By Sue Vorenberg
Cannabis Daily Record
Tinctures may not be as prominent on the consumer cannabis market as other items – I’m looking at you, flower and vapes – but what they lack in hype they make up for in their sheer diversity of uses.
Tinctures are a great solution for cannabis enthusiasts that want to avoid smoking. They don’t kick in as fast as flower (which usually just takes a minute or two after smoking), but they’re much faster than other edibles when taken under the tongue – with most feeling the effects within 15-45 minutes.
Mixed with drinks or food, they take the same time to kick in as other edibles – about an hour or two. But the benefit of using tinctures is that you can easily infuse just about any meal or cocktail without worrying about dosage amounts or figuring out how to transform flower cannabis into a cooking product like budder.
So what are they?
Tinctures are a liquid form of cannabis made by extracting and gently heating buds or other plant material to activate the THC.
Those that make their own tinctures at home often do so with alcohol, which is used to pull the cannabinoids (THC, CBD, etc.), terpenes and other goodies from the plant matter. In recreational markets, though, because of restrictions on the use of alcohol with cannabis, they’re generally made with some sort of food-grade glycerin (which can make them taste sweet) or coconut oil.
How do you use tinctures?
If you want a tincture to kick in fairly quickly, the best method of delivery is to use a half or full dropper (depending on your tolerance level) under the tongue.
The sublingual (under the tongue) method allows your body to absorb the cannabinoids more quickly. And, one thing to remember about sublingual use is that you shouldn’t swallow the liquid right away. Leave it under your tongue and give it some time to absorb into your system over a minute or two – because otherwise it may act more like a normal edible.
If you add tinctures to food or drink, in comparison, or if you swallow the liquid rather than holding it under your tongue, the cannabinoids will travel through your digestive system. That process takes longer and can affect you a little differently because of how your body absorbs and digests it.
Another difference is that the edible method lasts a bit longer than the under the tongue method. Edibles can last 5-6 hours. Sublingual use – at least for me – tends to be more in the 2-3 hour range.
To use a tincture to infuse your own edibles or drinks, just full the dropper with your desired dose and then drop it onto or into whatever you want to infuse. New generations of tinctures are starting to appear on the market with a variety of flavors – making it even easier to figure out what foods or drinks they would pair well with.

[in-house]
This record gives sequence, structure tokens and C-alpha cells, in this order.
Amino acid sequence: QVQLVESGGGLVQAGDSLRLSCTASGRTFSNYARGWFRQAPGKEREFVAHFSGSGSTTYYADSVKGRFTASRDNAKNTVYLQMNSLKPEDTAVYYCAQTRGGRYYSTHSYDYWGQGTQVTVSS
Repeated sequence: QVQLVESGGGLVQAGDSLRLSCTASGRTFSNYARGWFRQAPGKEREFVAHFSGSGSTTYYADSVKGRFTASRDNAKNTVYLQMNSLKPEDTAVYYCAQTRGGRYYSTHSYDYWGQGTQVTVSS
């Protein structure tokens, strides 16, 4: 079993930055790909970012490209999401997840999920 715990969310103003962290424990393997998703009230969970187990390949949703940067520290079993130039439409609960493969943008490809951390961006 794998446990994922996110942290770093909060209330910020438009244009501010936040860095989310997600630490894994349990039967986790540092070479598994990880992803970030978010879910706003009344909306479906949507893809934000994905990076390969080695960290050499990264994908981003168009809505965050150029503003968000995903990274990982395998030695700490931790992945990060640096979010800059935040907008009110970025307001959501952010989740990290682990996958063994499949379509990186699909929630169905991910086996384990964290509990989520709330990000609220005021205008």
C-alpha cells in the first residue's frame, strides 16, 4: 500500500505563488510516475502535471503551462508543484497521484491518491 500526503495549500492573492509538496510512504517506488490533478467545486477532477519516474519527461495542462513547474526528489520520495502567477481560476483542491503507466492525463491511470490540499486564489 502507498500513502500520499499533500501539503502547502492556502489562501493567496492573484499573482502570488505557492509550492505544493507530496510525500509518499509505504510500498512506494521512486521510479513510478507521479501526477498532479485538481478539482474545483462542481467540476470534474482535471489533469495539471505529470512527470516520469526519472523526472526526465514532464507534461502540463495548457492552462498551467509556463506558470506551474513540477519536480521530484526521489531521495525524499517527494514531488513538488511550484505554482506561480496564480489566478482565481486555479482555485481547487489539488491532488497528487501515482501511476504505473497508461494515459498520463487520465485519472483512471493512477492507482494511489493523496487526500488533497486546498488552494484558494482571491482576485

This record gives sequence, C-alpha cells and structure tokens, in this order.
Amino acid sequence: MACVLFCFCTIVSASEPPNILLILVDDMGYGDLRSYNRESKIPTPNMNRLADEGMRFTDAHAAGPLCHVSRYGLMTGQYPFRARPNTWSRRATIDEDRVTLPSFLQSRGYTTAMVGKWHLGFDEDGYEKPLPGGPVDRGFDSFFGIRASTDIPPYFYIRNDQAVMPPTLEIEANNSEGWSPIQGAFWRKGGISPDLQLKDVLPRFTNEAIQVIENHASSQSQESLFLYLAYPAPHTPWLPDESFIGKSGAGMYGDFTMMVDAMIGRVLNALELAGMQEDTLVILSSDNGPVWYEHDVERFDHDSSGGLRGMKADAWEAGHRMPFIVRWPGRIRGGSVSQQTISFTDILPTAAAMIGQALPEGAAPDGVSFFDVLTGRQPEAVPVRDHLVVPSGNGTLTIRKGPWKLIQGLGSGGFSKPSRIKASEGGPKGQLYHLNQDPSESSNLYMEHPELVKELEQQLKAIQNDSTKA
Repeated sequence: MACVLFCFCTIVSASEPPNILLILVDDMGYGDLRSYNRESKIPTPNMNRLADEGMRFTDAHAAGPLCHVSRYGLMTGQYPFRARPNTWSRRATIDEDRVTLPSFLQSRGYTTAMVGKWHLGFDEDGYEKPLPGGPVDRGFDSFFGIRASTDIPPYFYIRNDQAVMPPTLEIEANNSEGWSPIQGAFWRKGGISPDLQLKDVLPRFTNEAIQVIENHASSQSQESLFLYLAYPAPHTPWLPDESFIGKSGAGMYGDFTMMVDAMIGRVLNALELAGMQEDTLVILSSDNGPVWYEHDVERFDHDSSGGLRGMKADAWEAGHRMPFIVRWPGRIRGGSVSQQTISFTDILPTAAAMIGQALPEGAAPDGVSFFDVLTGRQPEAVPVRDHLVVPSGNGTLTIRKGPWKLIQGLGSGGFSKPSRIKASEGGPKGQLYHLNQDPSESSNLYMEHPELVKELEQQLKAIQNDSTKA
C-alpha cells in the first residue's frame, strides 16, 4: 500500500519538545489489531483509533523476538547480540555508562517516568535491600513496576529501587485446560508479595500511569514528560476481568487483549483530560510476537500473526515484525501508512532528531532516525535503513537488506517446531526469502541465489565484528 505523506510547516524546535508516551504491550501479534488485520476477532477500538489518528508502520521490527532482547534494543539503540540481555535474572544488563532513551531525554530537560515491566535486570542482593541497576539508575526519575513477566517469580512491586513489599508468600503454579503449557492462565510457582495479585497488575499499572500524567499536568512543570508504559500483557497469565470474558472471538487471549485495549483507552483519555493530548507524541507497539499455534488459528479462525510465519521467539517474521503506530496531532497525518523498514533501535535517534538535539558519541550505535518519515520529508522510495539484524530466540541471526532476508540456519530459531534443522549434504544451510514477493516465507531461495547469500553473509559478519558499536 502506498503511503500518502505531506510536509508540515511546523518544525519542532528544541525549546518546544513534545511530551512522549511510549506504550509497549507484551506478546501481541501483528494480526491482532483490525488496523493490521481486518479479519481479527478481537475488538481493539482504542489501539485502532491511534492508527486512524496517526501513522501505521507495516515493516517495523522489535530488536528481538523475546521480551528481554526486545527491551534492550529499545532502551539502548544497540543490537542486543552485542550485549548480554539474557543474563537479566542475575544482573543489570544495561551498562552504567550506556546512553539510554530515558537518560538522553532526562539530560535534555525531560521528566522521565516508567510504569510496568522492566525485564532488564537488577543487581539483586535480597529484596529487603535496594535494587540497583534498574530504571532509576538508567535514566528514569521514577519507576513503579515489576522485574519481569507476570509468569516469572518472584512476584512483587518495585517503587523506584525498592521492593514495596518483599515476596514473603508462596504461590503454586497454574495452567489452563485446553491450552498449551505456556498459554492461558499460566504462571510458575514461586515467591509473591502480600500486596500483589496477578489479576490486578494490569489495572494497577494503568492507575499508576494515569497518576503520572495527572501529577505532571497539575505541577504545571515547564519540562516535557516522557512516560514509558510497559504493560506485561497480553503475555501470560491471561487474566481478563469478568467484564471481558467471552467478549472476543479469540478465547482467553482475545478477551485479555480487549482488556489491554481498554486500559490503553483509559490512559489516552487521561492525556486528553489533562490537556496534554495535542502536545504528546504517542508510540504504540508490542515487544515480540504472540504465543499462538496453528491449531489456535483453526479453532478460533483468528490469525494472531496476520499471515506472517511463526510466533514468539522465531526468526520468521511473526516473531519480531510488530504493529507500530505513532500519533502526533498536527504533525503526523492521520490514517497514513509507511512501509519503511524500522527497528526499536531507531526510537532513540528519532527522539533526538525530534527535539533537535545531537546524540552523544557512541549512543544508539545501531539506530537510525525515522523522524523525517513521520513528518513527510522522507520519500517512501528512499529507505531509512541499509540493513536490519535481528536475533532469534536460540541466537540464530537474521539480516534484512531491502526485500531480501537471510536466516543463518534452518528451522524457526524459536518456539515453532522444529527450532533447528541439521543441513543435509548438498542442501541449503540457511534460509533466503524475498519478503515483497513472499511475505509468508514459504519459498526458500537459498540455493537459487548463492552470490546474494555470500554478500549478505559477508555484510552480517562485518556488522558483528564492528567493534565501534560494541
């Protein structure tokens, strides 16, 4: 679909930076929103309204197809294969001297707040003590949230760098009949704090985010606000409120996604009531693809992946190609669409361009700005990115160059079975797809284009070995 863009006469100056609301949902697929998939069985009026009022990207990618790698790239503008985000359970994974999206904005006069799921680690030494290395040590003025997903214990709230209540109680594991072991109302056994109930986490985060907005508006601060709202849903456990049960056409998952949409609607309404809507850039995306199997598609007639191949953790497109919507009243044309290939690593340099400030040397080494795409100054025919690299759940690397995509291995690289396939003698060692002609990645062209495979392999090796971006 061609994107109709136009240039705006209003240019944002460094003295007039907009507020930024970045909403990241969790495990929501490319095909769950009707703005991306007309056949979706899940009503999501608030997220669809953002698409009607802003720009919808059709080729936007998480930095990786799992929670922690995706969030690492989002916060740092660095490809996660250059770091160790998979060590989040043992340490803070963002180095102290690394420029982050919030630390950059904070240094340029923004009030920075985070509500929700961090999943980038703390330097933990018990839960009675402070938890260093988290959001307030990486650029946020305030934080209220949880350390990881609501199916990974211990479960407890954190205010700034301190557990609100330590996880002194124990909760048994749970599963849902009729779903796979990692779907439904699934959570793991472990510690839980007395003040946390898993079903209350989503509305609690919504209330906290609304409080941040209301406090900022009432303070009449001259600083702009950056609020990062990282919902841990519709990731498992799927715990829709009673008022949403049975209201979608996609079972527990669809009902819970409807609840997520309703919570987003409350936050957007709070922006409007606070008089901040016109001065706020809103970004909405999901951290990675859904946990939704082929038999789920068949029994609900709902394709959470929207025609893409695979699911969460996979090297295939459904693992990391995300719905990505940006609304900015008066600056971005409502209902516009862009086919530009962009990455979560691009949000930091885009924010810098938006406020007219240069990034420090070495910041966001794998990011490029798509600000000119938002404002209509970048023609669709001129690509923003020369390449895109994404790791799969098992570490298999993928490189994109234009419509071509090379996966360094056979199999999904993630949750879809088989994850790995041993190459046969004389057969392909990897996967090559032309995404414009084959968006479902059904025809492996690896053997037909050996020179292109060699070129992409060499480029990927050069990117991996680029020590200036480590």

What about dosage?
Typically a full dropper delivers about 10 mg of THC, and a half dropper about 5 mg – although you’ll want to check the bottle for instructions. In comparison, most edibles in the recreational market (like cookies or chocolates) are packaged in 10 mg THC doses (they often come in much stronger doses on the medical market, so be careful if you’re a new patient).
Like any edible, it’s best to try a half-dose (5 mg or less) when you first take it. The goal is to make sure you don’t get overwhelmed and have a bad experience.
If you take a half-dropper and don’t feel anything after a few hours, then try a stronger dose, maybe 10 mg. Move your dosage up slowly until you find the right amount that makes you feel great without being overpowered.
Tinctures in Washington’s I-502 market
The first, and in my opinion the best, is a line of tinctures made by Fairwinds Manufacturing.
Fairwinds tinctures use whole plant cannabis extract and a combination of herbs to produce a variety of effects. The main product line so far includes several flavors of coconut oil based tincture (including wintermint, citrus and my favorite, cinnamon) that are enhanced with natural terpenes from other plants.
Because they use coconut oil, Fairwinds tinctures aren’t as cloyingly sweet as many others on the market. This makes them easier to use when infusing cocktails or food – and also makes them easier to take under the tongue if you don’t have much of a sweet tooth.
Newer Fairwinds tincture product lines include a high CBD tincture that’s great for muscle relaxation and stress relief and a Deep Sleep Tincture which is one of the best products I’ve tried for fighting insomnia. Both are infused with helpful herbs.
Next up are Black Alpaca tinctures. These glycerine-based tinctures are sweet and come in a variety of flavors, including watermelon, banana, orange and apple. Personally, I find them a bit too sugary to take under the tongue, but they’re great for infusing fruity cocktails and other drinks. They also tend to be less expensive that other tinctures on the market.
The other manufacturer that I know of (there may be more out there that I’m unaware of and haven’t tried yet) is Henderson Distribution, which makes a glycerine based indica and a sativa tincture under the brand Kronic HD Tonic. While some people swear by them, I find the taste and thickness of the products to be cloyingly sweet and unpleasant – think distilled marijuana with sugar poured over it. I also didn’t get much of a bang from the product, although I’ve heard others say they really enjoy it.
What about you? Do you have a favorite tincture or product that you’d recommend to others? Please let us know and share with our readers in the comments section!